The mortgage servicing industry remains under scrutiny, as evidenced by the recent joint enforcement action against Green Tree Servicing, LLC by the Consumer Financial Protection Bureau (CFPB) and the Federal Trade Commission (FTC). In a joint complaint filed in Minnesota, the regulators allege that Green Tree, through its collection activities and loss mitigation services for troubled loans, violated various federal statutes including:
the Federal Trade Commission Act (FTC), (15 U.S.C. . §§ 45(a) and 53(b); the Fair Debt Collection Practices Act (FDCPA), 15 U.S.C. §§ 1692-1692p; and the Fair Credit Reporting Act (FCRA), 15 U.S.C. §§ 1681-1681x, Sections 1031(a), 1036(a)(1), and 1054 of the Consumer Financial Protection Act of 2010 (CFPA), 12 U.S.C. §§ 5531(a), 5536(a)(1), and 5564 and Section 6 of the Real Estate Settlement Procedures Act (RESPA), 12 U.S.C. § 2605, and its implementing regulation, Regulation X, 12 C.F.R. part 1024.
The Complaint Allegations
The complaint makes specific allegations arising from an investigation that began in 2010, including allegations that the servicer:
- wrongly represented to borrowers that they must make a loan payment before they could be considered for a loan modification;
- significantly delayed short sale approvals;
- failed to recognize modifications that consumers had with prior loan servicers, allegedly forcing borrowers to re-apply for a modification;
- sought payments on loans even where consumers have disputed the amount;
- revealed the consumer’s debt to third parties, and sometimes asked third parties to encourage the consumer to pay his debt;
- harassed or threatened borrowers;
- misled borrowers by requiring them to use a service called “speed pay” and incur a $12 convenience fee charge in order to make a timely payment, when other, free forms of payment were available;
- took payments from the customer’s account without authorization;
- misrepresented the grace period and/or due date for a timely payment;
- made inaccurate reports to credit bureaus; and
- failed to make timely payments to tax agencies from escrow accounts.
The Agreement with Regulators
The CFPB announced that, in order to resolve the action, Green Tree has entered into a stipulated order, which requires it to pay $48 million in restitution to victims, and a $15 million civil money penalty.
As part of its agreement to resolve the above allegations, beyond its cash payments, Green Tree must also create a new data integrity program and create a loss mitigation program, among other requirements.
The data integrity program will require a substantial investment of time and money, as Green Tree must create a program that both ensures the data it receives from third parties when it purchases servicing rights is accurate and tests and corrects Green Tree’s existing data. Green Tree also has to contract a third party to assess its program every two years for the next 8 years.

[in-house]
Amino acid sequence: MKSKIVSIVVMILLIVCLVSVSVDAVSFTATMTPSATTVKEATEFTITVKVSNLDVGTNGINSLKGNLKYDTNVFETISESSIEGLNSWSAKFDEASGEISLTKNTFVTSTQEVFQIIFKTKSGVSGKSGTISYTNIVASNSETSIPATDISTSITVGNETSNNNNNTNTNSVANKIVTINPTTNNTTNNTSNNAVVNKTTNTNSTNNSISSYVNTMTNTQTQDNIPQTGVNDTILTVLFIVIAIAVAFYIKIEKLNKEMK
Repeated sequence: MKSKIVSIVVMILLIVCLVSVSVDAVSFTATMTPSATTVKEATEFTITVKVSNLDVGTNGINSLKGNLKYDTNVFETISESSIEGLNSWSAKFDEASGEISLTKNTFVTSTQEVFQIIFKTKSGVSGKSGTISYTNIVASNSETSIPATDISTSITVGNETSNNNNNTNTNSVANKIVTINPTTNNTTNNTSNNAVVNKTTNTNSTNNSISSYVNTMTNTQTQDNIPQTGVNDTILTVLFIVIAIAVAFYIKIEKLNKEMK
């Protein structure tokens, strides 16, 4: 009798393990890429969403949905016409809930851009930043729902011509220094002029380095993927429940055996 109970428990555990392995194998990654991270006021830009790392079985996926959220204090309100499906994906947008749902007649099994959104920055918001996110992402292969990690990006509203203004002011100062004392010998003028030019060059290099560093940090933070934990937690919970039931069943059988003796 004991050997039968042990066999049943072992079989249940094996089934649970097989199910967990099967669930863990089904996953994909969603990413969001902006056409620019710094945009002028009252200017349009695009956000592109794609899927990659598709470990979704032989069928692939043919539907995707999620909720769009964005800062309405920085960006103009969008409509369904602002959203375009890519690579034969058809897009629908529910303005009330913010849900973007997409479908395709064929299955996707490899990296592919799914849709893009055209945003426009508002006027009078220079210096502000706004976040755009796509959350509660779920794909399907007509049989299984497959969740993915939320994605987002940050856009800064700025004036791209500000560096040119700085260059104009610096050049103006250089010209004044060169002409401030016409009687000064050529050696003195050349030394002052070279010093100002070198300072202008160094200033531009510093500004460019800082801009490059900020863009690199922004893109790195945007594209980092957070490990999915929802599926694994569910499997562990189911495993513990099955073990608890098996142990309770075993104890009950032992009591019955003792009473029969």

The order requires that Green Tree create a loss mitigation program. First, Green Tree must stop any pending foreclosure activity while it evaluates consumers for possible loss mitigation. Second, if a consumer had an investor approved loan modification processing prior to having their servicing transferred to Green Tree, Green Tree must implement the modification. Third, for consumers who had a loan modification application submitted but not yet approved prior to the servicing transfer, Green Tree must evaluate those consumers for loss mitigation.
Finally, Green Tree is enjoined from making any unsubstantiated claims regarding a consumer’s account or providing any misinformation about the consumer’s payment options. It is further enjoined from making unauthorized withdrawals from the consumer’s account or failing to pay taxes from the consumer’s escrow account. Green Tree must ensure that it gives the consumer the proper method to dispute any debt, and it must cease the collection activity during the pendency of the dispute.
An important take away from this case for other financial services institutions is the regulators’ concern with data integrity. Beyond the expected regulatory focus on the alleged deceptive behavior, the regulators targeted the servicer’s reliance on bad data. And it was not just the servicer’s own data that was allegedly problematic; it was data the servicer received with its purchase of servicing rights that was at issue – because the servicer allegedly did not have systems that “substantiated” data it collected where it had reason to believe the data may not be accurate. For financial institutions that rely on data collected by a third party, this action cautions subsequent servicers to create specific due diligence procedures that validate data they receive, lest they be held responsible for any mistakes due to the “unsubstantiated” data.